"He'll be big and strong by the time he gets out of here," predicted Marshall defensive backs coach Lou Anarumo, when asked about Anderson's size. "I'd hate to see him running into some of these receivers when he's got about 20 more pounds on him."
Still, 6-2 and 180 pounds makes for a nice-sized true freshman defensive back, and leaves a canvas with which Marshall's coaches can weave a superior back.
Marshall freshman DB Moriah Anderson
In the two weeks that Marshall's freshmen have been practicing, Moriah Anderson has stood out as perhaps the only game-ready-today member of that class. Sure, other players have stood out, but none more than Anderson. "He's got great range," Anarumo continued, when asked to describe Anderson. "He's able to cover a lot of ground."
Anderson's best trait?
"He's got a nose for the ball. He's not afraid to stick his nose in there, in terms of being physical. He's a real physical guy, for a freshman," said Anarumo.
Oddly enough, Anderson was a double-threat at Friendly Senior High in Ft. Washington, Maryland. He posted 88 total tackles (42 solo), two sacks, 12 passes broken up and two interceptions during his senior season of 2000. On the other side of the ball, Anderson was the team's quarterback, completing 80 of 159 passes for 1,025 yards and six touchdowns.
Recruited by defensive coordinator Kevin Kelly, Anderson made for some impressive video highlights in high school. Anderson's defensive backs coach at Marshall, Lou Anarumo, only knew Anderson from that videotape, and liked what he saw. "Just seeing him on film, I couldn't wait to get him here," Anarumo said. "What you saw on high school film was a real physical kid who played quarterback, knocking people around."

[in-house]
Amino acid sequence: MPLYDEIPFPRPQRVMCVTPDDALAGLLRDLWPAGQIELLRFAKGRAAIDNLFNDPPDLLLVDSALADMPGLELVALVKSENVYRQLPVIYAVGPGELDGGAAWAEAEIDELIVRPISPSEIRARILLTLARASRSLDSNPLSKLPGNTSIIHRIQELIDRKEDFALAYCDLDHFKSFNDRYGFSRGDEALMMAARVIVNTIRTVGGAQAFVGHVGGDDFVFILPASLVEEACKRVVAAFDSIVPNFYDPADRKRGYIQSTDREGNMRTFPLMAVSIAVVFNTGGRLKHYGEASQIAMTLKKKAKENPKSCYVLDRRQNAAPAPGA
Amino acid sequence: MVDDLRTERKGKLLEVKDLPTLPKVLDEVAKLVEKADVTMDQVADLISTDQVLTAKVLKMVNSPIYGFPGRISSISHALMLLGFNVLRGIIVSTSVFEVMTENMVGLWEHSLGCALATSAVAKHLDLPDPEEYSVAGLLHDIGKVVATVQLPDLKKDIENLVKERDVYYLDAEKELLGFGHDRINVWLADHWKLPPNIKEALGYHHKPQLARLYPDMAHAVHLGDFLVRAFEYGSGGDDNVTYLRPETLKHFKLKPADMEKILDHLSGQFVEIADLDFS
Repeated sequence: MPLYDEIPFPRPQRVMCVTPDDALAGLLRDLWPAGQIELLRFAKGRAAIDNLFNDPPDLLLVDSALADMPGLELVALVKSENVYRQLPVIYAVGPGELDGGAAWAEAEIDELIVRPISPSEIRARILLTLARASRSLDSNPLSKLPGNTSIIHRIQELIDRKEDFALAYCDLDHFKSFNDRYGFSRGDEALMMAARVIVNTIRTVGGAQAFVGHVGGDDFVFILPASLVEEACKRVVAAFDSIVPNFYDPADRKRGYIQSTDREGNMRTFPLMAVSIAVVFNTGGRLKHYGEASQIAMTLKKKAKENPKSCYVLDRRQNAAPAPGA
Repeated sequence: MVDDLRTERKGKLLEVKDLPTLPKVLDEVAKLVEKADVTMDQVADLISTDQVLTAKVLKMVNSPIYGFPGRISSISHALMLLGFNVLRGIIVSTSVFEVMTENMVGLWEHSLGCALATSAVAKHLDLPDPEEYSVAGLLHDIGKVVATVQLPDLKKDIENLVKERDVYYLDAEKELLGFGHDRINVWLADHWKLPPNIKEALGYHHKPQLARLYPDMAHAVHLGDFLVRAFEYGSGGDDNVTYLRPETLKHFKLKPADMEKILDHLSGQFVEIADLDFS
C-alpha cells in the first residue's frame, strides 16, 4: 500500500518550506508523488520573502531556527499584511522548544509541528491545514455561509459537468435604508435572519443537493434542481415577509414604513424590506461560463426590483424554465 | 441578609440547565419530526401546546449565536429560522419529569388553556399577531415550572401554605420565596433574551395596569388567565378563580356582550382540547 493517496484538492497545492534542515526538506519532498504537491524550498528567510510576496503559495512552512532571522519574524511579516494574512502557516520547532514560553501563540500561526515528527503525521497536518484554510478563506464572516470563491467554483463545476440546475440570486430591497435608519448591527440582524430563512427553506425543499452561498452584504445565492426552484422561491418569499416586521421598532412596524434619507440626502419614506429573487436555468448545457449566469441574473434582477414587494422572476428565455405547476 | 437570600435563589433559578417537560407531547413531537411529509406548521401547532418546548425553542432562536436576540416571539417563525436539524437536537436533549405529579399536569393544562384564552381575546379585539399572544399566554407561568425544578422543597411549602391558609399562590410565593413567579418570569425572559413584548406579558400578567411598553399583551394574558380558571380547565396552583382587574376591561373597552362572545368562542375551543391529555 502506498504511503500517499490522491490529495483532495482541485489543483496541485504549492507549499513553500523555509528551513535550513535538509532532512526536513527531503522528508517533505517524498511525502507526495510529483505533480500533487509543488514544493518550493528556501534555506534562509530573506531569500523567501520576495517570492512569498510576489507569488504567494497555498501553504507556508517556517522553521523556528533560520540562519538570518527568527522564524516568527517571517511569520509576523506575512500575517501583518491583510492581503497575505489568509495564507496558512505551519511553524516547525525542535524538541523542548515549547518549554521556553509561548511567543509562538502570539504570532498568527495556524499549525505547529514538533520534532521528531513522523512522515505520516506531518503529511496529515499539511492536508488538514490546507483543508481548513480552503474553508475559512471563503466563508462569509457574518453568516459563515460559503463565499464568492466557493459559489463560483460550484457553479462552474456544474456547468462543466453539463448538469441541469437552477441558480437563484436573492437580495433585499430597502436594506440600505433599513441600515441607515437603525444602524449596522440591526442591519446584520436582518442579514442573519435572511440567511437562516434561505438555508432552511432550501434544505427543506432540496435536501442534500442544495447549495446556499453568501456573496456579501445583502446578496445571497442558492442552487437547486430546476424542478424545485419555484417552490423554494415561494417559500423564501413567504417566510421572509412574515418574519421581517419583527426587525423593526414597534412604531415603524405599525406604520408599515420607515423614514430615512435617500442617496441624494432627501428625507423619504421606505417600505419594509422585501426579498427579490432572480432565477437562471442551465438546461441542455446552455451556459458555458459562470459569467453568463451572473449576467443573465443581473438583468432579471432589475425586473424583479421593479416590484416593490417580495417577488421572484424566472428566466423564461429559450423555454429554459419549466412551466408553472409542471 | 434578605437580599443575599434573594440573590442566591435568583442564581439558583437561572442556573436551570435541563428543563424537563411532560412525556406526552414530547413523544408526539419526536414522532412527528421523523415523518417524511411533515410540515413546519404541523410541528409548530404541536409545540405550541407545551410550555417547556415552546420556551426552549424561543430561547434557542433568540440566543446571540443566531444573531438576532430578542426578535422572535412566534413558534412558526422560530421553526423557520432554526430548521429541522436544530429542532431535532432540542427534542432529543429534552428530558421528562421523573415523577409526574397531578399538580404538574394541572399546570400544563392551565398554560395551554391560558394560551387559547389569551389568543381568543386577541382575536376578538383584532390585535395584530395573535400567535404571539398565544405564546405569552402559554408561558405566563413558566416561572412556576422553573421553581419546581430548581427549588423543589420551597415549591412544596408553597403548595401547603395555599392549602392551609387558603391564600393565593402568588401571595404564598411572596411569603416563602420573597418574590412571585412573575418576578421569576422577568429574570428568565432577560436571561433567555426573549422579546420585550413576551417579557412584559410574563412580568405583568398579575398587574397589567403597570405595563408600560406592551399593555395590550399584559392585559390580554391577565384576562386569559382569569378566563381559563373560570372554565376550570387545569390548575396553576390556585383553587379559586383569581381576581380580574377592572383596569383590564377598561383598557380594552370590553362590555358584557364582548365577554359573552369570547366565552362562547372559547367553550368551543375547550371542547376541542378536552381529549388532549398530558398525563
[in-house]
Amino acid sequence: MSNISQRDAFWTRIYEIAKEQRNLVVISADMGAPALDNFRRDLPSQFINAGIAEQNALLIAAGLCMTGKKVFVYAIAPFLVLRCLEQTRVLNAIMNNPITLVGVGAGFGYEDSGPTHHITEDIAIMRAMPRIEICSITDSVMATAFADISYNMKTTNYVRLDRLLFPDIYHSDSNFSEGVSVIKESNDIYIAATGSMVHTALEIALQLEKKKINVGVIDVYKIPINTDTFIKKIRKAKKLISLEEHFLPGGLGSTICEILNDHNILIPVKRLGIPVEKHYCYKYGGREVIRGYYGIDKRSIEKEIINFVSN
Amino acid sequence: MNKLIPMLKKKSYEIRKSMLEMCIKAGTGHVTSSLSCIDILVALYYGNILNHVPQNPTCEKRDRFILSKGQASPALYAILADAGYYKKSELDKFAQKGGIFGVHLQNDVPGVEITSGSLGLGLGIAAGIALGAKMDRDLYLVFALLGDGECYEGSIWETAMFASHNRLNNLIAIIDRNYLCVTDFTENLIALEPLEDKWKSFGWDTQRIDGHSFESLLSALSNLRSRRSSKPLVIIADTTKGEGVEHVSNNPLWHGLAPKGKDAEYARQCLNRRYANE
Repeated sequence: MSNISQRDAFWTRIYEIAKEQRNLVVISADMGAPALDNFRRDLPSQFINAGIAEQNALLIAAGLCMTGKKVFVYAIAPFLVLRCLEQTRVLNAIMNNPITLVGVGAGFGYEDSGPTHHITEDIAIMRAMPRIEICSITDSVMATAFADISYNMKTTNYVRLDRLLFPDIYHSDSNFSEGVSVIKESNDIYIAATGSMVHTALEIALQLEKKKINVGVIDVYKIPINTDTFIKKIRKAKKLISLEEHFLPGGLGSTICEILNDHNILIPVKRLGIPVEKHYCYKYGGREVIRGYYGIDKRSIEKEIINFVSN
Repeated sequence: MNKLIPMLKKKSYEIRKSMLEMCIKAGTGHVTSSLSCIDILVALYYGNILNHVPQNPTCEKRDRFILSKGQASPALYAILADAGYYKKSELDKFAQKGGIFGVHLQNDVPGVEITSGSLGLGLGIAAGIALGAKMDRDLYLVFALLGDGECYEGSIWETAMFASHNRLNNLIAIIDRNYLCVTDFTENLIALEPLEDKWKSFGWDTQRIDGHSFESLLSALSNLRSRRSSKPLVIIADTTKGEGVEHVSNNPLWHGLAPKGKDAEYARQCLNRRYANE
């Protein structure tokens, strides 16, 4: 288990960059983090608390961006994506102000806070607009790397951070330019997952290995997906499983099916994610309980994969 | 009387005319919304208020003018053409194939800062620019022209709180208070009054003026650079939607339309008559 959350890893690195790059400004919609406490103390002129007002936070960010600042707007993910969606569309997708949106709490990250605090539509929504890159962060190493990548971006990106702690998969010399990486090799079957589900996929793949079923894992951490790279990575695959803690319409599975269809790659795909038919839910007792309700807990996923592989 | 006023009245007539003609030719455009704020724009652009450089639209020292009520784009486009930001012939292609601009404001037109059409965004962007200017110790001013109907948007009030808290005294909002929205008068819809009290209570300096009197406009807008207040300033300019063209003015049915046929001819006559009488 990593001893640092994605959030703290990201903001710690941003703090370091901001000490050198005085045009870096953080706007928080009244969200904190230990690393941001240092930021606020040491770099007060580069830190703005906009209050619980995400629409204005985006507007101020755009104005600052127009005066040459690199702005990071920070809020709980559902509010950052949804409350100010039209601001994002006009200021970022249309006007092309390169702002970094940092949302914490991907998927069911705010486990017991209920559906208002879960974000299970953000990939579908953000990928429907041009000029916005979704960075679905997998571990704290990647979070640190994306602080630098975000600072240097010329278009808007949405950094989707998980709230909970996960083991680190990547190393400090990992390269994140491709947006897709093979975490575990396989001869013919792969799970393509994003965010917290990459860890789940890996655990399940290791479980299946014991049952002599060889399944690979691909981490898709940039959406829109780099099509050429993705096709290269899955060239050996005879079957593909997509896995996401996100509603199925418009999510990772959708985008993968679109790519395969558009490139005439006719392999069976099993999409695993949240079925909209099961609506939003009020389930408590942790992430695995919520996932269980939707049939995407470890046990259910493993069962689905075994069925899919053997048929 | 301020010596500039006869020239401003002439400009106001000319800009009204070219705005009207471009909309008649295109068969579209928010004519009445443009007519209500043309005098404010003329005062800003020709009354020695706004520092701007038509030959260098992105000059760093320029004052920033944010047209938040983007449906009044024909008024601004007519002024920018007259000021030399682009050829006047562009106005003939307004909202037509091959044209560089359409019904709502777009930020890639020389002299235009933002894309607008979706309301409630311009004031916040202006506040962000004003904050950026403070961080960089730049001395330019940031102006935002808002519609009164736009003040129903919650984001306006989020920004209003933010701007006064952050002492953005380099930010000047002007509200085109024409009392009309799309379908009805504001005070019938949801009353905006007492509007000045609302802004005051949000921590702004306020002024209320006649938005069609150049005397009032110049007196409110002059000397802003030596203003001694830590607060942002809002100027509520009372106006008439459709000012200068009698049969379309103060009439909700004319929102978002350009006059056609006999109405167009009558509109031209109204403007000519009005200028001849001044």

In other words, an athlete.
"I'm learning the defense now, and I'm getting some reps," Anderson said after practice on Wednesday. For a guy who has had to learn defensive coordinator Kevin Kelly's new 4-4 defensive system literally overnight, Anderson is apparently doing a good job absorbing information. "They shove everything down your throat when you first come in. So, you've got to think quick," Anderson added. "With the coaches' help, it's coming along. It's coming along."
Marshall fans that haven't made a trip to summer drills shouldn't have a tough time picturing Moriah Anderson and how he plays football. Just picture former Marshall defensive back Rogers Beckett minus about 30 pounds, and you've got Moriah Anderson. Some say he's a clone of Beckett, in terms of tenacity and 'nose for the ball'. "No, sir, I haven't had the chance to see him," Anderson answered when asked if he'd ever seen Beckett play football. "Everybody says I look like him, though."
Instead of thinking of Moriah Anderson as the Second Coming of Rogers Beckett, within the next year or so most Marshall fans will see things in a little different light, if Moriah Anderson has his way.
It will be the First Coming of Moriah Anderson. Remember that.